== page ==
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“On the contrary, mercy is the true force that can save man and the world from the ‘cancer’ of sin, of moral and spiritual evil. Only love fills the emptiness, the negative chasms that evil opens in hearts and history.”

During his Sunday Angelus address, Pope Francis focused on the three parables in today’s Gospel—the lost sheep, the lost coin, and the prodigal son—and on the centrality of mercy to the Christian life. “If, in our hearts, there is no mercy, no joy of forgiveness, we are not in communion with God, even if we observe all his precepts because it is love that saves, not only the practice of his precepts,” the Holy Father said.

If we live according to the law of ‘an eye for an eye, a tooth for a tooth’, we cannot come out of the spiral of evil. The Evil One is smart. He dupes us into thinking that human justice can save us and save the world. In fact, only God’s justice can save us! And God’s justice revealed itself on the Cross. …

All three parables speak of God’s joy. God is joyful! That is something interesting. What is God’s joy? Forgiveness. God’s joy is forgiveness! It is the joy of the shepherd who finds his sheep; the joy of the woman who finds her coin; it is the joy of the father who welcomes home a son who was lost, who was as good as dead, but is alive again, back home. This is the whole Gospel. This is the whole of Christianity!

Yet, there is nothing sentimental about it, nor a sense of ‘doing good’! On the contrary, mercy is the true force that can save man and the world from the ‘cancer’ of sin, of moral and spiritual evil. Only love fills the emptiness, the negative chasms that evil opens in hearts and history. Only love can do this and this is God’s joy.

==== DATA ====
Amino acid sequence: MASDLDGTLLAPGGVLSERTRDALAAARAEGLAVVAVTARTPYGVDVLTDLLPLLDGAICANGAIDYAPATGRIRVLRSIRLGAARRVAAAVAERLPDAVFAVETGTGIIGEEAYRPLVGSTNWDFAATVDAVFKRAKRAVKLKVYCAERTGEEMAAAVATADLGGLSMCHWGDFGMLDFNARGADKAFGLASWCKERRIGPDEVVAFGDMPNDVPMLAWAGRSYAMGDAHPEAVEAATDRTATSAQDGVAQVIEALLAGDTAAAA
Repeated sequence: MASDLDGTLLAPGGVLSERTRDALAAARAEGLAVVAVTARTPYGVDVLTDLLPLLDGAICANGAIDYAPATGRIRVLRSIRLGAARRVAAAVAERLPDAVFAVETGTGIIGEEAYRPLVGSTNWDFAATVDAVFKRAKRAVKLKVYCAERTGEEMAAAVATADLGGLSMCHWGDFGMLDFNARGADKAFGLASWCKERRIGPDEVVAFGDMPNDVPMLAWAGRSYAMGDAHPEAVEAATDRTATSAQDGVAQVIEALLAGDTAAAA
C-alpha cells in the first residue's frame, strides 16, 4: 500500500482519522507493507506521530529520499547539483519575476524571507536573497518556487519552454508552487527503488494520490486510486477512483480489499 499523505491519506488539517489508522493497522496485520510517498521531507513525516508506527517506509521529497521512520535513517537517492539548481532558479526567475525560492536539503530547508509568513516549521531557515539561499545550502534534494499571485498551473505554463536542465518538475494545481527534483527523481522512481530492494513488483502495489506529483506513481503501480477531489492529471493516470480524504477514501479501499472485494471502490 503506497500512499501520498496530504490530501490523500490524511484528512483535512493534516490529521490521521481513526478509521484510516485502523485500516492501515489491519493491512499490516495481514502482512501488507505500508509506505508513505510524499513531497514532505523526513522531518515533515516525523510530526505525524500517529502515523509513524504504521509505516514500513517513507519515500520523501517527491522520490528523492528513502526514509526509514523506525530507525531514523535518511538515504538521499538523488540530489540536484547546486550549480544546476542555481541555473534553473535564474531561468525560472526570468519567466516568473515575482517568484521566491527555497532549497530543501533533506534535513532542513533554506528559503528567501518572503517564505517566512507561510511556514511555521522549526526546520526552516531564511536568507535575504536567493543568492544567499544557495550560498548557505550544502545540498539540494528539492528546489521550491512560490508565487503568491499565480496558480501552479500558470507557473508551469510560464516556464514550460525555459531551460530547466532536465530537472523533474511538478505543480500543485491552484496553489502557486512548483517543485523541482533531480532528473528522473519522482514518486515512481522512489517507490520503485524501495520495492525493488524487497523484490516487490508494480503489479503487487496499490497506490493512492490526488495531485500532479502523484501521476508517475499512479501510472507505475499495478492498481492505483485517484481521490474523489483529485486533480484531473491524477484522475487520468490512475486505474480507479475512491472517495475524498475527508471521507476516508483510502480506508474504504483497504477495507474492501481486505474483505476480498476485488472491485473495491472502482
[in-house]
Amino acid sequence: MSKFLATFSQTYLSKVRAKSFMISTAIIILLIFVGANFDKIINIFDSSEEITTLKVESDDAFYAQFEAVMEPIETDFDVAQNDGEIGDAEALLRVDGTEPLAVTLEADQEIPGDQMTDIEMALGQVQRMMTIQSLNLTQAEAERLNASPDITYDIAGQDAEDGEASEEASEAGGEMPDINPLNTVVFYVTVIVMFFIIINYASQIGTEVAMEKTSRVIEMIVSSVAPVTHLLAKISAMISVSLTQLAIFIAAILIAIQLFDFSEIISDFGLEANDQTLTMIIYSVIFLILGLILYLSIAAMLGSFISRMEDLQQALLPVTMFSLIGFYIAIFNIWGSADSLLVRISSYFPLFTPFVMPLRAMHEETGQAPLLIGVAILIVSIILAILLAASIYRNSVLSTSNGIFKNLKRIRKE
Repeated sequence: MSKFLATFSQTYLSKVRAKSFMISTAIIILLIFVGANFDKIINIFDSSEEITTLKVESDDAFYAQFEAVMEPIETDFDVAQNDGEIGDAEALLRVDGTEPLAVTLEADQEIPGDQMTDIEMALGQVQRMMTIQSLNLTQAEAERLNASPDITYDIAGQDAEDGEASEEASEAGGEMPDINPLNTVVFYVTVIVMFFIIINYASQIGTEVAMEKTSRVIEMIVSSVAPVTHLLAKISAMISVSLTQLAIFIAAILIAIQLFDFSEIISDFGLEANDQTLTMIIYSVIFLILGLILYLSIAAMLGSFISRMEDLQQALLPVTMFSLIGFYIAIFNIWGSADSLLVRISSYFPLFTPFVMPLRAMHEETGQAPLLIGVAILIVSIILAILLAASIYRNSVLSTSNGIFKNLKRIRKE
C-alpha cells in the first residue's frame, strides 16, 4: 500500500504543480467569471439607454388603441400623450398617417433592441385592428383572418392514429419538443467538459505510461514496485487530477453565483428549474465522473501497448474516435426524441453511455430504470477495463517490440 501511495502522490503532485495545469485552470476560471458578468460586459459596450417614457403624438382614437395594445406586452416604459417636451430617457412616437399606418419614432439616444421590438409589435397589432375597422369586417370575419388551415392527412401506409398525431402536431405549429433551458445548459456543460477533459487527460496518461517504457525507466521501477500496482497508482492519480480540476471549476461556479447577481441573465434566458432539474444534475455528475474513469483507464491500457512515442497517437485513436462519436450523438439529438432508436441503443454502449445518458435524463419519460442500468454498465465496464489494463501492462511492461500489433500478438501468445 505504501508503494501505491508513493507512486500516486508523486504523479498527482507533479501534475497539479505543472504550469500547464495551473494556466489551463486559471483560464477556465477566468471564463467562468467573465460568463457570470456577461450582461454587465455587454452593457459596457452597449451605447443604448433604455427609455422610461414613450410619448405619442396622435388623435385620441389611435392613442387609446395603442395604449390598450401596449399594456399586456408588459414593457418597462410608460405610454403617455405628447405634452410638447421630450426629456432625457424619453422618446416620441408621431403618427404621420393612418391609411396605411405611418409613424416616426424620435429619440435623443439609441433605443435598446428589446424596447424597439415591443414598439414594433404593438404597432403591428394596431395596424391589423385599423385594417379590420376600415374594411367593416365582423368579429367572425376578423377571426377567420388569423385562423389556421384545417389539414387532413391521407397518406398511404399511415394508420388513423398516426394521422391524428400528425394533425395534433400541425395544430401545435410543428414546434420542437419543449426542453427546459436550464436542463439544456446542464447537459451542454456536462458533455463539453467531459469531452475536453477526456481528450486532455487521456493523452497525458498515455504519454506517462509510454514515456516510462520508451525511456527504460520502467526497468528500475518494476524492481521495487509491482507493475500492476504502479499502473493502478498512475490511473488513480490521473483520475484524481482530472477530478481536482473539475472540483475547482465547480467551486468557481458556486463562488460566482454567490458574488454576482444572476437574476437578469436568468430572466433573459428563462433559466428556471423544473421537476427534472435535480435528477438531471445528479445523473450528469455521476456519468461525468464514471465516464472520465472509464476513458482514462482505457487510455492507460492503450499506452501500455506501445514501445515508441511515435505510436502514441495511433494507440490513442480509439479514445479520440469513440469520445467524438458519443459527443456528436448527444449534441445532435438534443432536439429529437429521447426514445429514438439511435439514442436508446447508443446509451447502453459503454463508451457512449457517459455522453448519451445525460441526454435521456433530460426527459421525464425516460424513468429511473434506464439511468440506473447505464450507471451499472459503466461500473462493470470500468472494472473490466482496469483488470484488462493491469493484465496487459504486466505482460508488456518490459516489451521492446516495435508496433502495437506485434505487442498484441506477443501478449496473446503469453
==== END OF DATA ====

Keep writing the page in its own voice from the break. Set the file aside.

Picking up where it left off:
Jesus is all mercy, all love. He is God made ​​man. Everyone here is the lost sheep, the lost coin, and each of us is the son who has wasted his freedom following false idols, the illusions of happiness, and lost everything. He is a patient father. He respects our freedom, but remains loyal. And when we return to Him, he welcomes us as children, into his house, because he never stops, not even for a moment, to wait for us, with love. And his heart celebrates every child who comes back. He celebrates because it is joy. He celebrates when one of us sinners comes back.

What is the danger? To think that we are just; that we can judge others; that we can judge God because we think he should punish sinners; condemn them to death, instead of forgiving them. That is when we risk remaining outside of our Father’s house! Like the older brother in the parable, who instead of being happy because his brother was back, got angry with his father who welcomes him and celebrates. …

Only God’s justice can save us! And God’s justice revealed itself on the Cross. The Cross is God’s judgment on all of us and on this world. But how does God judge us? By giving his life for us. Behold the supreme act of justice that defeated once and for all the Prince of this world. This supreme act of justice is also one of mercy. Jesus called us all to follow this path. “Be merciful,” he said, “just as [. . .] your Father is merciful” (Lk, 6:36).

Now I ask you one thing. Let each one of you think about a person with whom you do not get along, with whom you are angry. In silence, think about this person, pray for this person and let yourself become merciful towards this person.

 

 
About the Author
Catherine Harmon catherine.harmon@catholicworldreport.com

Catherine Harmon is managing editor of Catholic World Report.
 
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